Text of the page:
Teams are investing large amounts of money in these concepts. Even with the far-reaching rule changes for 2014, this area of development will still carry over into next year and beyond.

This has brought some technical directors to suggest the return of active suspension. If controlled by the FIA SECU then this might be a cheaper way to achieve the same results for less money, as the cars and teams already have the skill and hardware to implement active suspension control.


Front wings have become even more complex © XPB
A consensus appears to have been reached on front wing design regarding multiple-element outer sections and a variety of vanes and cascade winglets.

While the wing obviously adds to front downforce, it also increasingly plays a far larger role in managing the front tyre wake and the airflow back to the rear of the car. Indeed, most of the complexity of front wing design achieves these latter aims, rather than simply producing downforce.

Most teams have an outer wing span that starts as one or two elements and then splits into as many as seven elements near the endplate. The endplate area is now very three-dimensional, with the shape itself formed by the wings' main profile curling down to the footplate area.

This means the wing is producing an upwash and an outwash, with the latter flow passing around the tyre. This offsets the turbulence created by the tyre at ground level, which would otherwise pass back along the car and wreck the rear-end aerodynamics.

Above the main wing are various cascade vanes and winglets. These are all aimed at sending airflow and vortices around the front tyre, again to offset the turbulent wake it produces and to reduce the low pressure region behind the tyre that adds to the car's drag.

A lot of the work around the front wing is about the detail and each team finds slightly different solutions.

McLaren's front wing © XPB
While Lotus is one of the leading exponents of this, both Red Bull and Force India have introduced a new idea of shark teeth on the wing's main profile in order to manage front tyre wake.

For 2014 the front wing will be narrower by 7.5cm at each end. This won't make the wings as narrow as they were before 2009, but a decision will need to be made as to whether the wing sweeps in between the front wheels or, as currently, out around the wheel.

With the gains from managing front tyre wake overpowering the need for downforce, I suspect that the outwash design will continue to be the direction of choice. That means a lot of current wing development will be transferable to next year.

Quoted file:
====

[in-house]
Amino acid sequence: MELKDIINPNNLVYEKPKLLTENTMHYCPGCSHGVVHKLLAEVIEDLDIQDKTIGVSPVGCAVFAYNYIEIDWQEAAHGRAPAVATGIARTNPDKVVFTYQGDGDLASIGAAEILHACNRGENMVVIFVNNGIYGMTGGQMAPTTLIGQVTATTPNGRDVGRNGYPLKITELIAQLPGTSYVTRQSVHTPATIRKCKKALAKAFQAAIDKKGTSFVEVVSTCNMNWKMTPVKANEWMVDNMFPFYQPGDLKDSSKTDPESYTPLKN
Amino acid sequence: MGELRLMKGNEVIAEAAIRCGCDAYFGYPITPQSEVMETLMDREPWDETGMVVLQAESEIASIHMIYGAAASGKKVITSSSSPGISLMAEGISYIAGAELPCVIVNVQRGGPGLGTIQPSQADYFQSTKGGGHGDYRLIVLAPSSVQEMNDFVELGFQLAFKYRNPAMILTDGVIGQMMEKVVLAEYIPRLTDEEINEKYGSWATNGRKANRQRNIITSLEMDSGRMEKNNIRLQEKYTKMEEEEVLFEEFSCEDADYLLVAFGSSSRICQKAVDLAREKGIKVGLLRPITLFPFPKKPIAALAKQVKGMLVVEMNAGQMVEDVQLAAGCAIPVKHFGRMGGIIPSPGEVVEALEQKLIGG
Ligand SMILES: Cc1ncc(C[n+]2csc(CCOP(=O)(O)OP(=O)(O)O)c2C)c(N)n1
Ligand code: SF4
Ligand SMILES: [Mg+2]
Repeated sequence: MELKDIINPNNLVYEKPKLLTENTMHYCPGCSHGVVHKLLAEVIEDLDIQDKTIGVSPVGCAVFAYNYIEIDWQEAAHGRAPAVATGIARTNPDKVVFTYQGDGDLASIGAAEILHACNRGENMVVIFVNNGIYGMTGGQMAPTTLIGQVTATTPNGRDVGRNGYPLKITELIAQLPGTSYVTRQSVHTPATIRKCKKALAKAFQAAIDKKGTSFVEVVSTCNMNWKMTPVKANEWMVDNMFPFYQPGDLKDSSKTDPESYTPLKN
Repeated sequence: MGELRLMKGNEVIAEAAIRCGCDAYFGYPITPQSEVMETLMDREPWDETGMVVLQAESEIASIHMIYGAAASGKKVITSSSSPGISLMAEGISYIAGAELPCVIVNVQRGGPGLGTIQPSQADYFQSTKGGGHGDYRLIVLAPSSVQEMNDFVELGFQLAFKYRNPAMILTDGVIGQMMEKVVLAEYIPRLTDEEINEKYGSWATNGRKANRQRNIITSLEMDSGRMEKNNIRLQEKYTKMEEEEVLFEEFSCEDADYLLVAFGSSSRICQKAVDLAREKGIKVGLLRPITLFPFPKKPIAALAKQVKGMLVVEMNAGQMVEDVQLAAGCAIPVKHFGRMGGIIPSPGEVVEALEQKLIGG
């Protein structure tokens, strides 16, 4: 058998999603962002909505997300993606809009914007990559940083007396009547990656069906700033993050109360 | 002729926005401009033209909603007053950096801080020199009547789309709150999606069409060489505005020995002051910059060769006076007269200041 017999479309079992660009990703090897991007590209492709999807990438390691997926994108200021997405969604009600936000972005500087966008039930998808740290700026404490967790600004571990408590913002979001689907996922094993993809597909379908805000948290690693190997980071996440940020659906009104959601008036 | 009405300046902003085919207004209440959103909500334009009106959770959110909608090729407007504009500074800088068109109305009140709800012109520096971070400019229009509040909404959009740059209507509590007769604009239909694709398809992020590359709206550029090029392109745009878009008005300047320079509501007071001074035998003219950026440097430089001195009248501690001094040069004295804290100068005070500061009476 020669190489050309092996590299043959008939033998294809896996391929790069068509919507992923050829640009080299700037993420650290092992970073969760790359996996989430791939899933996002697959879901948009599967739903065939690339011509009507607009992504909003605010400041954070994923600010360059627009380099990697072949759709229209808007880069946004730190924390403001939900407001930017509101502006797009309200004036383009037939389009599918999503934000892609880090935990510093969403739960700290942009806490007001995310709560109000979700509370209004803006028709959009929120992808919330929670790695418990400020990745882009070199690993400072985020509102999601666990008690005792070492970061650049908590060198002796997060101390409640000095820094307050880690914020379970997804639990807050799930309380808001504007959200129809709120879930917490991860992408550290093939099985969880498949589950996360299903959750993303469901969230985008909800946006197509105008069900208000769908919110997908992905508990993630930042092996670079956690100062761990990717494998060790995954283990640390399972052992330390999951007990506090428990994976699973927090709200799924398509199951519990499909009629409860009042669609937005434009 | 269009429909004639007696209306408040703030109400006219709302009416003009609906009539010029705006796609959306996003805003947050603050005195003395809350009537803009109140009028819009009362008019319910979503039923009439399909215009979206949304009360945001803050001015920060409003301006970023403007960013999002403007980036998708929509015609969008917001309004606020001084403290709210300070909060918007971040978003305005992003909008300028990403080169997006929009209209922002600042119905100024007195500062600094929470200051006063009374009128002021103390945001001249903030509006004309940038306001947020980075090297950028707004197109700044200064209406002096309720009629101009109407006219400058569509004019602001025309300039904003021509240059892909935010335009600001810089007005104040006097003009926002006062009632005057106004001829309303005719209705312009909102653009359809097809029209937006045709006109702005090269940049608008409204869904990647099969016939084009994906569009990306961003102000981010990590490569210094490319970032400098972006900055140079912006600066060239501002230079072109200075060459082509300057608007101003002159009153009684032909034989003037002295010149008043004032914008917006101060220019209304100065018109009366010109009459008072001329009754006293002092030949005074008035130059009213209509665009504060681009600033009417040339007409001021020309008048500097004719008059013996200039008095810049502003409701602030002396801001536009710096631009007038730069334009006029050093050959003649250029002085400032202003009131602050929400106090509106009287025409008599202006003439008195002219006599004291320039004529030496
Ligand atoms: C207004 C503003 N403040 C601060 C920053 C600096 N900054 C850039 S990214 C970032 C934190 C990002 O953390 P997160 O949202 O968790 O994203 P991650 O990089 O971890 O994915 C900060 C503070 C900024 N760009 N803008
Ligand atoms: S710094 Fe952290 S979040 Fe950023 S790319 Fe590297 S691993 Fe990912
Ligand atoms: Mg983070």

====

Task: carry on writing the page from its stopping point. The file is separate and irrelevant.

When Ferrari launched its F138 with an array of vertical vanes on the trailing edge of the rear wing endplate, I suspected this would be a much-copied design direction.

But it is the slot on the leading edge of the endplate that has become de rigueur for the teams in recent races.

The slot in rear wing slot has become standard © XPB
This simple slot takes airflow from outside the rear wing and passes it inside the endplate. This allows more flow to pass through the rear wing, lowering pressure and increasing downforce.

Ferrari, Red Bull and McLaren have adopted this slot, taking ideas from the midfield teams that introduced it last year.

At higher-downforce tracks Lotus and Red Bull have also found a new loophole that allows a small additional rear wing profile to be used.

There is an area low down, beneath the beam wing, where an aerofoil profile can be used.

This works like a leading-edge strake ahead of the beam wing, increasing the wing's ability to create downforce.


At Silverstone, Lotus raced its passive drag reduction device for the first time. This is a passive F-duct type solution, which stalls the rear wing at high speed.

Unlike the F-duct or last year's double DRS however the system is only operated by airspeed, not by the driver or the DRS mechanism, making it legal.

By opening up the 'ears' that have been mounted to the roll-hoop all year, high-pressure air is fed into a system of ducts. At low speed, the airflow passes straight through a large duct exiting over the rear beam wing.

At higher speeds though a control duct linked to the engine airbox inlet redirects the airflow to the duct exiting under the top rear wing.

The Lotus passive drag reduction © XPB
As air blows out of the slots in the duct, it breaks up the airflow under the wing and cause it to stall. This reduces downforce and drag, allowing a higher top speed.

Lotus is believed to be able to gain 8mph from their system, although it is more likely to run more wing for faster cornering and stall the wing to achieve the same top speed as the standard car.